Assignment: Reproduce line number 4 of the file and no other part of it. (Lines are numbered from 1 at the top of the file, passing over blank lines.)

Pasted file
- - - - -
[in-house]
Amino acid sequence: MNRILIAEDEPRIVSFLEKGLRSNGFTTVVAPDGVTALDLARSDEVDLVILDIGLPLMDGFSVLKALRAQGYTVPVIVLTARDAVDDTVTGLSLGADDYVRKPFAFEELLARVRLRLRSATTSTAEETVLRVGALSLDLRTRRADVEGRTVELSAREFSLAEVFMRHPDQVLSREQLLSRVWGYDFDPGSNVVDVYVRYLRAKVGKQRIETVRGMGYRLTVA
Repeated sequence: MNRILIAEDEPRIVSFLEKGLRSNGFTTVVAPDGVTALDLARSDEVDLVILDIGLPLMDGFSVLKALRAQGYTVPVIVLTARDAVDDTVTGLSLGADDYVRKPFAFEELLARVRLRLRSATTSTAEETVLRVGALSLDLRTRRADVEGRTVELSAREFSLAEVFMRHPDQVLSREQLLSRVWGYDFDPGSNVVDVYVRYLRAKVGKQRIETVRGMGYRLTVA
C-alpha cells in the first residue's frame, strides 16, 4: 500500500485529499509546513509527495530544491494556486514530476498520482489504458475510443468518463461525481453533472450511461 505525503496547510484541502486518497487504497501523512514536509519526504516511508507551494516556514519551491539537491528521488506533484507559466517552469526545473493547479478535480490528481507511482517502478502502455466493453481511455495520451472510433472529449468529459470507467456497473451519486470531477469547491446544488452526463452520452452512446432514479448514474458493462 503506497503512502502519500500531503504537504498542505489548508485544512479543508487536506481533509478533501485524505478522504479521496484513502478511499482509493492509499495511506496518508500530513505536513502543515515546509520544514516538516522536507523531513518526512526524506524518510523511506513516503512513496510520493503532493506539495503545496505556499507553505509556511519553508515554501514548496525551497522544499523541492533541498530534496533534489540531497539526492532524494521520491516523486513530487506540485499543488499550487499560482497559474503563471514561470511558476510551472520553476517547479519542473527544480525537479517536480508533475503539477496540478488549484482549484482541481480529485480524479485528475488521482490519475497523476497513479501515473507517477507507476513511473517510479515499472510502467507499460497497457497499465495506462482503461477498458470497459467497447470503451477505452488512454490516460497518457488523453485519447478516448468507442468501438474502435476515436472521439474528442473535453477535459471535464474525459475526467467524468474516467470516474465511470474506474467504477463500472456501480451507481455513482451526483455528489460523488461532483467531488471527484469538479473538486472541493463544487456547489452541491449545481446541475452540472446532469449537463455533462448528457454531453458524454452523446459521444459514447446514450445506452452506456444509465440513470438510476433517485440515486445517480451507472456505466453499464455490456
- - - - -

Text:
C-alpha cells in the first residue's frame, strides 16, 4: 500500500485529499509546513509527495530544491494556486514530476498520482489504458475510443468518463461525481453533472450511461 505525503496547510484541502486518497487504497501523512514536509519526504516511508507551494516556514519551491539537491528521488506533484507559466517552469526545473493547479478535480490528481507511482517502478502502455466493453481511455495520451472510433472529449468529459470507467456497473451519486470531477469547491446544488452526463452520452452512446432514479448514474458493462 503506497503512502502519500500531503504537504498542505489548508485544512479543508487536506481533509478533501485524505478522504479521496484513502478511499482509493492509499495511506496518508500530513505536513502543515515546509520544514516538516522536507523531513518526512526524506524518510523511506513516503512513496510520493503532493506539495503545496505556499507553505509556511519553508515554501514548496525551497522544499523541492533541498530534496533534489540531497539526492532524494521520491516523486513530487506540485499543488499550487499560482497559474503563471514561470511558476510551472520553476517547479519542473527544480525537479517536480508533475503539477496540478488549484482549484482541481480529485480524479485528475488521482490519475497523476497513479501515473507517477507507476513511473517510479515499472510502467507499460497497457497499465495506462482503461477498458470497459467497447470503451477505452488512454490516460497518457488523453485519447478516448468507442468501438474502435476515436472521439474528442473535453477535459471535464474525459475526467467524468474516467470516474465511470474506474467504477463500472456501480451507481455513482451526483455528489460523488461532483467531488471527484469538479473538486472541493463544487456547489452541491449545481446541475452540472446532469449537463455533462448528457454531453458524454452523446459521444459514447446514450445506452452506456444509465440513470438510476433517485440515486445517480451507472456505466453499464455490456